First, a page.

How to control vitiligo – a FAQ

Yes, there actually are frequently asked questions about vitiligo treatment, but mostly because people often feel uncomfortable asking them, we’d like to prepare a few answers. This is just a basic Q&A, so if you want to know more – contact your local dermatologist.

Q: Can vitiligo be cured completely?
A: Unfortunately today’s medical science still doesn’t give us a 100% way to get rid of this terrible skin disease. Taking into account the nature of this illness and the state of research process – we may as well get a cure in the next 10 to 15 years. At the moment all we can do is stop vitiligo from spreading and weaken the symptoms. Read more about: How to treat vitiligo

Q: Is vitiligo contagious?
A: No, there hasn’t been one documented case, when someone just caught vitiligo from a diseased person. You may shake hands, talk, drink from the same cup and have intimate connections – you won’t get infected. Though some scientists believe they had found a microorganism that causes vitiligo – there’s no formal proof yet.

Q: I heard of laser vitiligo therapy. Does it work?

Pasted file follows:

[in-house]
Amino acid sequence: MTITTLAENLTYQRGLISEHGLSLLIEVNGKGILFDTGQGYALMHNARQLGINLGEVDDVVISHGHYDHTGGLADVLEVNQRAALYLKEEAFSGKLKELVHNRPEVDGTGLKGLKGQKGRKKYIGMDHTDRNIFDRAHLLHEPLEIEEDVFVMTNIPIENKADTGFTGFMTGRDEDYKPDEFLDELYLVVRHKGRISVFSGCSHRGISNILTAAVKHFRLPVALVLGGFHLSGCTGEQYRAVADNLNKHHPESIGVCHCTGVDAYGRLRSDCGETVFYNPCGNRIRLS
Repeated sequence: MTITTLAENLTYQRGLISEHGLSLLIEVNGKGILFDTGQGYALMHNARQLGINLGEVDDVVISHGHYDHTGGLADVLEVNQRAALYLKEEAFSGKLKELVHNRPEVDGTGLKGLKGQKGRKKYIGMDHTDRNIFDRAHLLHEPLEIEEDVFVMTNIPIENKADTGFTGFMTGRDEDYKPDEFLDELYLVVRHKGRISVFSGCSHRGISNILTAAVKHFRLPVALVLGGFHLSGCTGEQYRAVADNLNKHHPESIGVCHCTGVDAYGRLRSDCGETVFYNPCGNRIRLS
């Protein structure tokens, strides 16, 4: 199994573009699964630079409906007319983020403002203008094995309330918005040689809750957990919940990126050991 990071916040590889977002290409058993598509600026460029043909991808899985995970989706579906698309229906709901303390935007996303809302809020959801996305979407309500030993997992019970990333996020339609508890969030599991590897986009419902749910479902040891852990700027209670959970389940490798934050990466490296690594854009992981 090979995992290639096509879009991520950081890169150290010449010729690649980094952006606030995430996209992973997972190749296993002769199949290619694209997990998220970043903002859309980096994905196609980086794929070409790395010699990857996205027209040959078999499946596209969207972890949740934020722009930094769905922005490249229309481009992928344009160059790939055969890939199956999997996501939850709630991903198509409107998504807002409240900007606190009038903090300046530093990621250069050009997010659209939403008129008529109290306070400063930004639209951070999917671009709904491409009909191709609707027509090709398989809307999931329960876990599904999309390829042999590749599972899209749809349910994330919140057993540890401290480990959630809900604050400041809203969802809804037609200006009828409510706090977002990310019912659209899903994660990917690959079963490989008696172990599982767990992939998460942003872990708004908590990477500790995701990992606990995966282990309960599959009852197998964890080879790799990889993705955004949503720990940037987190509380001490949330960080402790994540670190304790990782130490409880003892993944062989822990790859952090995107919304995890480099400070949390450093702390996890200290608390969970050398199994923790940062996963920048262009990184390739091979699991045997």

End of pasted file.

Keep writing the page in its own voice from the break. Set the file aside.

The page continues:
A: Ideed, excimer UV lasers are sometimes used to treat skin disease, such as psoriasis and vitiligo. It is actually a form of UV phototherapy, because the laser is essentially a beam of coherent light. Intensive UV radiation exposure for the diseased skin is quite effective in some cases, while being utter failure in the others. You’re not risking much if you try.

Q: Is UV Phototherapy effective against vitiligo?
A: Well, you can say so. In combination with the other treatment methods, it’s known to have stopped the damaged skin growth as well as rendered the pigmentation almost unseen. It’s just one of your weapons in the unending struggle with this disease. As for efficiency – it may not be super effective by itself, but it greatly increases the overall progress when used with other therapy.

UV Phototherapy effective against vitiligo

Q: Can you get cancer using UV rays?
A: There’s a possibility – the same one as the chance to get a melanoma or a carcinoma in the sun. UV light may have a destructive influence on the skin, but as you know – any poison is beneficial if taken in minute amounts. The same principle applies to the UV light treatment for vitiligo and other skin diseases. When used in a smart way and according to the safety rules – phototherapy is not dangerous at all.

Q: Is it a good idea to buy a UVB lamp?
A: If you’re responsible enough to follow the manual – yes. UV narrow band light therapy takes a lot of time to take effect, so if you apply it in a clinic, your plans will always have to include appointments. Having such a device at home, you can spend some 15 minutes a week to maintain slow but inevitable progress in your struggle against vitiligo.

Posted: May 19, 2014 by Patrick Lowe 1,793
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